News Releases

Senator Murray Questions IRS over Privacy Regulations

Mar 22 2006

In letter to IRS Commissioner, Senator raises concerns, urges caution

(SEATTLE) – Following press accounts that the Internal Revenue Service (IRS) is considering altering privacy protections that would allow tax preparers greater freedom to sell taxpayers’ personal financial information, U.S. Senator Patty Murray (D-Wash.) today wrote to IRS Commissioner Mark W. Everson expressing concern over the agency’s proposals. Murray, the top ranking Democrat on the committee which oversees the IRS (the Transportation, Treasury, Housing and Urban Development and Judiciary Appropriations Subcommittee), warned Everson to be prepared to answer questions about the proposal at a hearing before her Committee in April.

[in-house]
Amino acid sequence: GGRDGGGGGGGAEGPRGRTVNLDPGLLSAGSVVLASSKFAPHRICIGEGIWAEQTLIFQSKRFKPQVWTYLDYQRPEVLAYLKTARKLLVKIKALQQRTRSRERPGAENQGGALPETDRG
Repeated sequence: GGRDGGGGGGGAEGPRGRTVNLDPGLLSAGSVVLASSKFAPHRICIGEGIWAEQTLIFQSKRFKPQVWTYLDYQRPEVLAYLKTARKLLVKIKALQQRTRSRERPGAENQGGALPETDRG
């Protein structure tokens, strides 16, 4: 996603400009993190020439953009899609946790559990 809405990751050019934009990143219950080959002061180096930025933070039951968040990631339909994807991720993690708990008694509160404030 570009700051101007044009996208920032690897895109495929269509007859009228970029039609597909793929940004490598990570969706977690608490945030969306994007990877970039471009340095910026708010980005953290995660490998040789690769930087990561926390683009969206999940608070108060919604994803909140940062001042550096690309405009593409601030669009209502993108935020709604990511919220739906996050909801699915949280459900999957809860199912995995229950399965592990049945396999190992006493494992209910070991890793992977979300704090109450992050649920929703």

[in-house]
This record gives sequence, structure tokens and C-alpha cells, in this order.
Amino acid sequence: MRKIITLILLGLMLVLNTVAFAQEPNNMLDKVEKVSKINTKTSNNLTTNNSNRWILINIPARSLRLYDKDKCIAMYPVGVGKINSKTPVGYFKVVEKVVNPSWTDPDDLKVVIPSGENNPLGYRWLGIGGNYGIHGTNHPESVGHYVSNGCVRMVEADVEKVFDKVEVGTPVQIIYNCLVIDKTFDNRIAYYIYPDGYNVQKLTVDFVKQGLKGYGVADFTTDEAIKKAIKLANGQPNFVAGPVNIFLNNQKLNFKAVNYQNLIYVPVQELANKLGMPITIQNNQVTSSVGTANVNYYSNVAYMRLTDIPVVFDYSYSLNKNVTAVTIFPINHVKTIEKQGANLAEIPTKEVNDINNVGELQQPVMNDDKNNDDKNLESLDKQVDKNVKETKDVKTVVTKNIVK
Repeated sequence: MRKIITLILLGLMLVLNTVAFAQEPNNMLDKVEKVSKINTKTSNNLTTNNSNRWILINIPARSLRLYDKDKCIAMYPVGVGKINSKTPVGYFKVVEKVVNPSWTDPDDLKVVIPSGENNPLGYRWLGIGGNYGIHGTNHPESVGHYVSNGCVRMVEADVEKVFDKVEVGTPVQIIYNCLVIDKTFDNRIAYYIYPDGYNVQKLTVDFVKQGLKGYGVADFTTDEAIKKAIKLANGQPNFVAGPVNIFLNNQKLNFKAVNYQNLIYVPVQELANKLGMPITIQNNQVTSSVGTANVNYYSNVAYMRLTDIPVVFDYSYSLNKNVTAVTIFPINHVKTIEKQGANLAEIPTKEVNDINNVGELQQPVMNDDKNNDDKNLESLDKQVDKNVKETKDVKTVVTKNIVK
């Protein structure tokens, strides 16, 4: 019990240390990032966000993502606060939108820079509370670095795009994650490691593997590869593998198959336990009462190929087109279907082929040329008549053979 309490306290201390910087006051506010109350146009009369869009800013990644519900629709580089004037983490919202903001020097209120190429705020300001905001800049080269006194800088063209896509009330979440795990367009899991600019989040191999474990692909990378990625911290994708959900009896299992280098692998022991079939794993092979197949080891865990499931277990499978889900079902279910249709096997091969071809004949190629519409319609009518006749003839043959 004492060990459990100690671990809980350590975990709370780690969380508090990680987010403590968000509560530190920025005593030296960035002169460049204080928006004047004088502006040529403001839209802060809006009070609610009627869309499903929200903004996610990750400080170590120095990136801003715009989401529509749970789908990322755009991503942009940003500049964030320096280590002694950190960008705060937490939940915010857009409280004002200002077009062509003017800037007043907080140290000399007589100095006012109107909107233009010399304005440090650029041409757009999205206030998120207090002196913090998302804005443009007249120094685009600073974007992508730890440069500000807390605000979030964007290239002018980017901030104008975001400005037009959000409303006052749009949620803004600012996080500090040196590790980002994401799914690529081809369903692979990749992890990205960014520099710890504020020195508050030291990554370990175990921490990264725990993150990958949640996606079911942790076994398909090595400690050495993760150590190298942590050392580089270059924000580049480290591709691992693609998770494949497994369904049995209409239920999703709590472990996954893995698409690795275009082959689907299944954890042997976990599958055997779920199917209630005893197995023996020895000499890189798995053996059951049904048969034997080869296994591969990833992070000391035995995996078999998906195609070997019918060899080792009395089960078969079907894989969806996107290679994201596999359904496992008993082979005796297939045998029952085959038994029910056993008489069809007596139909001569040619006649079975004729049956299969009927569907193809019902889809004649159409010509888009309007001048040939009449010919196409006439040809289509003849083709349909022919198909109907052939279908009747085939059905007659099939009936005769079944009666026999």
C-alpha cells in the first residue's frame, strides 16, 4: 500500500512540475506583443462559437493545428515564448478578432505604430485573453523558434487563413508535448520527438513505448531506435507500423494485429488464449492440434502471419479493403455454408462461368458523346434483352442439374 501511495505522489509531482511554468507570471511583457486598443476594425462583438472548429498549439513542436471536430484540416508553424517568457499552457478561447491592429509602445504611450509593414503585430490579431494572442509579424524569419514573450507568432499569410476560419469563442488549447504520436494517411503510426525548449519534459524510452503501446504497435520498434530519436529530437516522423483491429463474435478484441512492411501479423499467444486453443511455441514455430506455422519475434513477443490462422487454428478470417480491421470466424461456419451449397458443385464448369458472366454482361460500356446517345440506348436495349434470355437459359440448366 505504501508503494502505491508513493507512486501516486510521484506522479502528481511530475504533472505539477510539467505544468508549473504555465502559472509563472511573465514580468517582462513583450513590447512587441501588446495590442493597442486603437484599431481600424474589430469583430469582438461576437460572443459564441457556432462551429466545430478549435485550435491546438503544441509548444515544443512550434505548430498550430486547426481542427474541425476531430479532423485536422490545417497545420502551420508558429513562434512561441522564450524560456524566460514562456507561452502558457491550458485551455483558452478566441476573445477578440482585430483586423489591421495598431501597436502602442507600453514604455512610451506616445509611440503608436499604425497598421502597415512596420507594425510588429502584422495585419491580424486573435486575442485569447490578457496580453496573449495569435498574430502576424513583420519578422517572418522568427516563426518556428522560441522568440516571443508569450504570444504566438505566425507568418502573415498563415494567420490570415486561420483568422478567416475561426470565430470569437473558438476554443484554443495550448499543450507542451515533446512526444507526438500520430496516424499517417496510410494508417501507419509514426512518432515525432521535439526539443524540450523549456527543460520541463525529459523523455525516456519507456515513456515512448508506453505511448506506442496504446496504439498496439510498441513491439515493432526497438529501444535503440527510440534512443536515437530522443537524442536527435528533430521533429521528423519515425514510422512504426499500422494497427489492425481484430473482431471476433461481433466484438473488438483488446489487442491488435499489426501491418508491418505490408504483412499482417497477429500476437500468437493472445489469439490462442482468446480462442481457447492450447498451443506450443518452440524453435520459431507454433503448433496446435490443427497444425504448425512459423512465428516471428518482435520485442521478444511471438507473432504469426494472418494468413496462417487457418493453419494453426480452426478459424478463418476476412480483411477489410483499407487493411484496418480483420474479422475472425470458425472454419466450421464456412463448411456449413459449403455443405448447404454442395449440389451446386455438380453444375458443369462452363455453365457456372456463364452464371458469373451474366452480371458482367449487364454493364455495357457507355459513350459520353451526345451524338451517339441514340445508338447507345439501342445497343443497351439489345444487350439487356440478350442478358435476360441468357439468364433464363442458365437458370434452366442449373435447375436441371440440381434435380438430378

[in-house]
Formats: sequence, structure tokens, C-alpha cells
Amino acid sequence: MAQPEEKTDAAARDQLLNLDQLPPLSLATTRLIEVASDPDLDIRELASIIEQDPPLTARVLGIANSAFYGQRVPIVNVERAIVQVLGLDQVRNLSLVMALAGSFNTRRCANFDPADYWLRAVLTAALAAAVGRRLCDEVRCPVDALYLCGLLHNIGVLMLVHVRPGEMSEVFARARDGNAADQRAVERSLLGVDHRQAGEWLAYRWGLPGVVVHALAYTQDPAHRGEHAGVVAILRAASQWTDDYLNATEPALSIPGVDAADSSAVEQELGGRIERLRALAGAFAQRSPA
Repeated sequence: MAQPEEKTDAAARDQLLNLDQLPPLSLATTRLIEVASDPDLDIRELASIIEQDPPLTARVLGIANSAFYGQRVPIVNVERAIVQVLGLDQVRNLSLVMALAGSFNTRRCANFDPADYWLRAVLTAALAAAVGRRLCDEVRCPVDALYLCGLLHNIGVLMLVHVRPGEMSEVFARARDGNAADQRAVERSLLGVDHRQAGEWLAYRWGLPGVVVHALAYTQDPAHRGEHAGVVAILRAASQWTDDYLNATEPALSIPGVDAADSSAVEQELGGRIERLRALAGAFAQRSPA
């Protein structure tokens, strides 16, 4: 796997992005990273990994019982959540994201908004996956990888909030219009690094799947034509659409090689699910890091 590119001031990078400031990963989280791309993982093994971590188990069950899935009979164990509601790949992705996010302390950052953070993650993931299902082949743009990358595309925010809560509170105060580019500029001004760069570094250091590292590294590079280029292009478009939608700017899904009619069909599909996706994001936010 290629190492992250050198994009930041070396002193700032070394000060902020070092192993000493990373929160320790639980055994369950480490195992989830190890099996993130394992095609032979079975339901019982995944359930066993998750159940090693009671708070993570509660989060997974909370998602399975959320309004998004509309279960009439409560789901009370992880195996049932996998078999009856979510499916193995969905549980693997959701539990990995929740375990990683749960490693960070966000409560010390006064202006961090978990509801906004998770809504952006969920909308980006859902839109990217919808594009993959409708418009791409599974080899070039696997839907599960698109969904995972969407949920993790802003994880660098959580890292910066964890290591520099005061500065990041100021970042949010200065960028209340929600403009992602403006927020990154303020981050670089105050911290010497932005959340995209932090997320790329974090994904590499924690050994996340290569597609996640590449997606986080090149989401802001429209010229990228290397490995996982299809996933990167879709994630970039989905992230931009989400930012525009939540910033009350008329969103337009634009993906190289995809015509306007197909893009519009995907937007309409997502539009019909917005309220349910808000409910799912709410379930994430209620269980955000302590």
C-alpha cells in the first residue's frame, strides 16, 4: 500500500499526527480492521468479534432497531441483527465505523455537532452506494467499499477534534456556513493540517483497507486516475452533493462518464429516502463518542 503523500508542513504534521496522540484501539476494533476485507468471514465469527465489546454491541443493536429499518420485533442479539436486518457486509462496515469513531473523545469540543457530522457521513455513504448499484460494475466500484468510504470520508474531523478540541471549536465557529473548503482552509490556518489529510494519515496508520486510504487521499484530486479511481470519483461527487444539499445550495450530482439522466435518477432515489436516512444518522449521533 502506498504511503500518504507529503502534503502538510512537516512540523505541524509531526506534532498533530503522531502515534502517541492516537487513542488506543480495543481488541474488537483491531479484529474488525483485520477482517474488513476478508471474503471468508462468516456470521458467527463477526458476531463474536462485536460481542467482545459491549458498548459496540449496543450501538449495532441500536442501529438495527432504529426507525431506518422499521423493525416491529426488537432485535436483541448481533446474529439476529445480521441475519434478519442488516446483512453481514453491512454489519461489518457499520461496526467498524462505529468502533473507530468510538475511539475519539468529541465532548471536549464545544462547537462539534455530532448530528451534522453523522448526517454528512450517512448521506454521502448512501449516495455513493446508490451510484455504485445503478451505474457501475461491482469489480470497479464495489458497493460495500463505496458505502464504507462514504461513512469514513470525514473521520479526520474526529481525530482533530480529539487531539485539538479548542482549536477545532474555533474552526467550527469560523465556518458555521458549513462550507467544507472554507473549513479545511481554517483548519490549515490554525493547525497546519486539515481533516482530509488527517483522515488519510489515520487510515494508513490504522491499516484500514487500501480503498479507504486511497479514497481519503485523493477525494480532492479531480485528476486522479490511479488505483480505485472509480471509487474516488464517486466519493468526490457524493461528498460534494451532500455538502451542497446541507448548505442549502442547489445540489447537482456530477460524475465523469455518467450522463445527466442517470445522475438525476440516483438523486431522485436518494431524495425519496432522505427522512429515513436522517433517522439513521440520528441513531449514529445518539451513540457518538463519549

Murray wrote:



“Mr. Commissioner, what possible public purpose is served by expanding the opportunities for tax preparers and their affiliates to use personal financial data to sell mortgages, mutual funds, IRA accounts and life insurance? Don’t taxpayers already have innumerable opportunities to shop for such services without subjecting their tax returns to perusal by marketers? Who specifically asked you or your staff for this regulatory change and when did they ask for it? And, most importantly, how is this change consistent with the purpose of Section 7216 of the code? I hope and expect that you will be prepared to answer these and related questions in detail during our subcommittee’s hearing on April 27th. In the meantime, I implore you to revise these regulations with a mind toward protecting the privacy interests of taxpayers, not just those that want to use taxpayers’ financial data for marketing purposes.”


Read the full text of Murray’s letter to Commissioner Everson.